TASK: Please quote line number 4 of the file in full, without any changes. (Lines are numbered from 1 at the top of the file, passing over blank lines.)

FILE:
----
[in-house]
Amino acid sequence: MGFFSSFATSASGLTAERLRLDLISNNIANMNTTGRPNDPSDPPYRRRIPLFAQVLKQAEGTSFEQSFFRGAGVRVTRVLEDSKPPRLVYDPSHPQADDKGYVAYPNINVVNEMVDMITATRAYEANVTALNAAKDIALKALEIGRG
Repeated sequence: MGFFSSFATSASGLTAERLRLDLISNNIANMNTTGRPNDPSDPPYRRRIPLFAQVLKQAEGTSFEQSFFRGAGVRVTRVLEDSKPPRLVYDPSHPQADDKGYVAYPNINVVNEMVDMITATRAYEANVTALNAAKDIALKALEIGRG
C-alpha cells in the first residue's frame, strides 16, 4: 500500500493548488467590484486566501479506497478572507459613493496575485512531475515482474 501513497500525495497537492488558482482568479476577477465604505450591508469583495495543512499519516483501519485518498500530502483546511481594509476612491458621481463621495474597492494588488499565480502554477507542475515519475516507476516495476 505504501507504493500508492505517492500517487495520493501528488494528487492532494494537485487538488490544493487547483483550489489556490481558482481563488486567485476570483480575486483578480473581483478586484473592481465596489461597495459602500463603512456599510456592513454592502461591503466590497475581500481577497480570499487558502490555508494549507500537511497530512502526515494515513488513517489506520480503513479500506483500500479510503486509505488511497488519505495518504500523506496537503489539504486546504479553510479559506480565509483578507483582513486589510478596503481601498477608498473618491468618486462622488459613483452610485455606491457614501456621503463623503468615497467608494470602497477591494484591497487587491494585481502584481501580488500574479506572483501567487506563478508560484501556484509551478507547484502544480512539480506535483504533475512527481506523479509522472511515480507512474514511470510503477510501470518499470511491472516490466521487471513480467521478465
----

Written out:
C-alpha cells in the first residue's frame, strides 16, 4: 500500500493548488467590484486566501479506497478572507459613493496575485512531475515482474 501513497500525495497537492488558482482568479476577477465604505450591508469583495495543512499519516483501519485518498500530502483546511481594509476612491458621481463621495474597492494588488499565480502554477507542475515519475516507476516495476 505504501507504493500508492505517492500517487495520493501528488494528487492532494494537485487538488490544493487547483483550489489556490481558482481563488486567485476570483480575486483578480473581483478586484473592481465596489461597495459602500463603512456599510456592513454592502461591503466590497475581500481577497480570499487558502490555508494549507500537511497530512502526515494515513488513517489506520480503513479500506483500500479510503486509505488511497488519505495518504500523506496537503489539504486546504479553510479559506480565509483578507483582513486589510478596503481601498477608498473618491468618486462622488459613483452610485455606491457614501456621503463623503468615497467608494470602497477591494484591497487587491494585481502584481501580488500574479506572483501567487506563478508560484501556484509551478507547484502544480512539480506535483504533475512527481506523479509522472511515480507512474514511470510503477510501470518499470511491472516490466521487471513480467521478465